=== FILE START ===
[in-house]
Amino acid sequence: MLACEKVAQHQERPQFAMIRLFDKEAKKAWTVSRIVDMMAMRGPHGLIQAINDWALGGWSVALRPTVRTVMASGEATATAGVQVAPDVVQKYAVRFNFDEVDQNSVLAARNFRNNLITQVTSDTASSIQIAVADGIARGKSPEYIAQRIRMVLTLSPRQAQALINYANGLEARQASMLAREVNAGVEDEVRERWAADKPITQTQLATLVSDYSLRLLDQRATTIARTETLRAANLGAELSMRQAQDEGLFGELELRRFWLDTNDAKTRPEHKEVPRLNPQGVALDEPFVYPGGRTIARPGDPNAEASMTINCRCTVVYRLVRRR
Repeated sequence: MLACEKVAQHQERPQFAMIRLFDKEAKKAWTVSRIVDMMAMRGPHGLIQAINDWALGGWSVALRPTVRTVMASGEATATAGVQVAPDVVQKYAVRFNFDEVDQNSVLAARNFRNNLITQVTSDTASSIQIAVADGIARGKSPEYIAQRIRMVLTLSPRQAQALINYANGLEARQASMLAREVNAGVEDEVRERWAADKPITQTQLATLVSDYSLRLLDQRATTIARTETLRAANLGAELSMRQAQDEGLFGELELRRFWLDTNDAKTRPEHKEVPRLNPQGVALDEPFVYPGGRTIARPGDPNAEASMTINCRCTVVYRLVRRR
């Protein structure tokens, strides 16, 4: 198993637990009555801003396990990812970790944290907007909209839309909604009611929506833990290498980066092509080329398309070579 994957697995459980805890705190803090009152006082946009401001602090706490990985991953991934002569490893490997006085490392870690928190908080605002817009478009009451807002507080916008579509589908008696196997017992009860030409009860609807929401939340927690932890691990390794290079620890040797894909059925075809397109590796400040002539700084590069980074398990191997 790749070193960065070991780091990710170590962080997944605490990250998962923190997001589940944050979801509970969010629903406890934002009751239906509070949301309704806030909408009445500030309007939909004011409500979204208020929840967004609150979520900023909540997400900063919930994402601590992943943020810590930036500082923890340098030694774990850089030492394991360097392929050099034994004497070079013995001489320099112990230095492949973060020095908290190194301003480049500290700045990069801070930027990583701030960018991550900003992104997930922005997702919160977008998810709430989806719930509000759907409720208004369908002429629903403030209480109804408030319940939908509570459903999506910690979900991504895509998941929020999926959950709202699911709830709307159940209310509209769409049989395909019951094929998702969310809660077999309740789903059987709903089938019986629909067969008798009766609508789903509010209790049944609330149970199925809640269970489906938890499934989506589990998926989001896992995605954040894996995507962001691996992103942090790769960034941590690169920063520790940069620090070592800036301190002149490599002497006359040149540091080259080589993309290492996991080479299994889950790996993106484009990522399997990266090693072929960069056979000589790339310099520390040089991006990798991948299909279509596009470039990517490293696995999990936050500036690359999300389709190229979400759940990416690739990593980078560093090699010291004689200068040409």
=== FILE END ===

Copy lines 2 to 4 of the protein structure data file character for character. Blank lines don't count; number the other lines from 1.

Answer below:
Amino acid sequence: MLACEKVAQHQERPQFAMIRLFDKEAKKAWTVSRIVDMMAMRGPHGLIQAINDWALGGWSVALRPTVRTVMASGEATATAGVQVAPDVVQKYAVRFNFDEVDQNSVLAARNFRNNLITQVTSDTASSIQIAVADGIARGKSPEYIAQRIRMVLTLSPRQAQALINYANGLEARQASMLAREVNAGVEDEVRERWAADKPITQTQLATLVSDYSLRLLDQRATTIARTETLRAANLGAELSMRQAQDEGLFGELELRRFWLDTNDAKTRPEHKEVPRLNPQGVALDEPFVYPGGRTIARPGDPNAEASMTINCRCTVVYRLVRRR
Repeated sequence: MLACEKVAQHQERPQFAMIRLFDKEAKKAWTVSRIVDMMAMRGPHGLIQAINDWALGGWSVALRPTVRTVMASGEATATAGVQVAPDVVQKYAVRFNFDEVDQNSVLAARNFRNNLITQVTSDTASSIQIAVADGIARGKSPEYIAQRIRMVLTLSPRQAQALINYANGLEARQASMLAREVNAGVEDEVRERWAADKPITQTQLATLVSDYSLRLLDQRATTIARTETLRAANLGAELSMRQAQDEGLFGELELRRFWLDTNDAKTRPEHKEVPRLNPQGVALDEPFVYPGGRTIARPGDPNAEASMTINCRCTVVYRLVRRR
């Protein structure tokens, strides 16, 4: 198993637990009555801003396990990812970790944290907007909209839309909604009611929506833990290498980066092509080329398309070579 994957697995459980805890705190803090009152006082946009401001602090706490990985991953991934002569490893490997006085490392870690928190908080605002817009478009009451807002507080916008579509589908008696196997017992009860030409009860609807929401939340927690932890691990390794290079620890040797894909059925075809397109590796400040002539700084590069980074398990191997 790749070193960065070991780091990710170590962080997944605490990250998962923190997001589940944050979801509970969010629903406890934002009751239906509070949301309704806030909408009445500030309007939909004011409500979204208020929840967004609150979520900023909540997400900063919930994402601590992943943020810590930036500082923890340098030694774990850089030492394991360097392929050099034994004497070079013995001489320099112990230095492949973060020095908290190194301003480049500290700045990069801070930027990583701030960018991550900003992104997930922005997702919160977008998810709430989806719930509000759907409720208004369908002429629903403030209480109804408030319940939908509570459903999506910690979900991504895509998941929020999926959950709202699911709830709307159940209310509209769409049989395909019951094929998702969310809660077999309740789903059987709903089938019986629909067969008798009766609508789903509010209790049944609330149970199925809640269970489906938890499934989506589990998926989001896992995605954040894996995507962001691996992103942090790769960034941590690169920063520790940069620090070592800036301190002149490599002497006359040149540091080259080589993309290492996991080479299994889950790996993106484009990522399997990266090693072929960069056979000589790339310099520390040089991006990798991948299909279509596009470039990517490293696995999990936050500036690359999300389709190229979400759940990416690739990593980078560093090699010291004689200068040409």